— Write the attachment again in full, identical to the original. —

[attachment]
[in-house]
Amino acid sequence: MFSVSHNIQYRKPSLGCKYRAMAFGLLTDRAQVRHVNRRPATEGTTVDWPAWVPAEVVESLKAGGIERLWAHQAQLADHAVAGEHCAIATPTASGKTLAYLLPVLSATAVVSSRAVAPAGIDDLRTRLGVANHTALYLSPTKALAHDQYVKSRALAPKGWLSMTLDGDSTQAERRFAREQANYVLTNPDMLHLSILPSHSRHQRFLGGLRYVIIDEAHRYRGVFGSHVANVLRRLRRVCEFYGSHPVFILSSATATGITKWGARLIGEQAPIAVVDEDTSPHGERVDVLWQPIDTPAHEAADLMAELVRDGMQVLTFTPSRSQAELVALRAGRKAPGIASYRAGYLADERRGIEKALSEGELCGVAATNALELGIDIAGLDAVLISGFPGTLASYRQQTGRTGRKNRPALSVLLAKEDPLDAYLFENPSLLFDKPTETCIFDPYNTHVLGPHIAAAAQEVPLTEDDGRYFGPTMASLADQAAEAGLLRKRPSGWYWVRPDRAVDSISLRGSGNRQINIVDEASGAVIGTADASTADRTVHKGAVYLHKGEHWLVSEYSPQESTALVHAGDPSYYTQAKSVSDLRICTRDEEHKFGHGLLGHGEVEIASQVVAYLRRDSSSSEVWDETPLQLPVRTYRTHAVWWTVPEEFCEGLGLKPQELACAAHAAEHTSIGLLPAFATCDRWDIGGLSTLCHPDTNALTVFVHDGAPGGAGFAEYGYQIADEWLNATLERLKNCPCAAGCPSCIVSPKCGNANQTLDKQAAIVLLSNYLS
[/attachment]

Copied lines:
[in-house]
Amino acid sequence: MFSVSHNIQYRKPSLGCKYRAMAFGLLTDRAQVRHVNRRPATEGTTVDWPAWVPAEVVESLKAGGIERLWAHQAQLADHAVAGEHCAIATPTASGKTLAYLLPVLSATAVVSSRAVAPAGIDDLRTRLGVANHTALYLSPTKALAHDQYVKSRALAPKGWLSMTLDGDSTQAERRFAREQANYVLTNPDMLHLSILPSHSRHQRFLGGLRYVIIDEAHRYRGVFGSHVANVLRRLRRVCEFYGSHPVFILSSATATGITKWGARLIGEQAPIAVVDEDTSPHGERVDVLWQPIDTPAHEAADLMAELVRDGMQVLTFTPSRSQAELVALRAGRKAPGIASYRAGYLADERRGIEKALSEGELCGVAATNALELGIDIAGLDAVLISGFPGTLASYRQQTGRTGRKNRPALSVLLAKEDPLDAYLFENPSLLFDKPTETCIFDPYNTHVLGPHIAAAAQEVPLTEDDGRYFGPTMASLADQAAEAGLLRKRPSGWYWVRPDRAVDSISLRGSGNRQINIVDEASGAVIGTADASTADRTVHKGAVYLHKGEHWLVSEYSPQESTALVHAGDPSYYTQAKSVSDLRICTRDEEHKFGHGLLGHGEVEIASQVVAYLRRDSSSSEVWDETPLQLPVRTYRTHAVWWTVPEEFCEGLGLKPQELACAAHAAEHTSIGLLPAFATCDRWDIGGLSTLCHPDTNALTVFVHDGAPGGAGFAEYGYQIADEWLNATLERLKNCPCAAGCPSCIVSPKCGNANQTLDKQAAIVLLSNYLS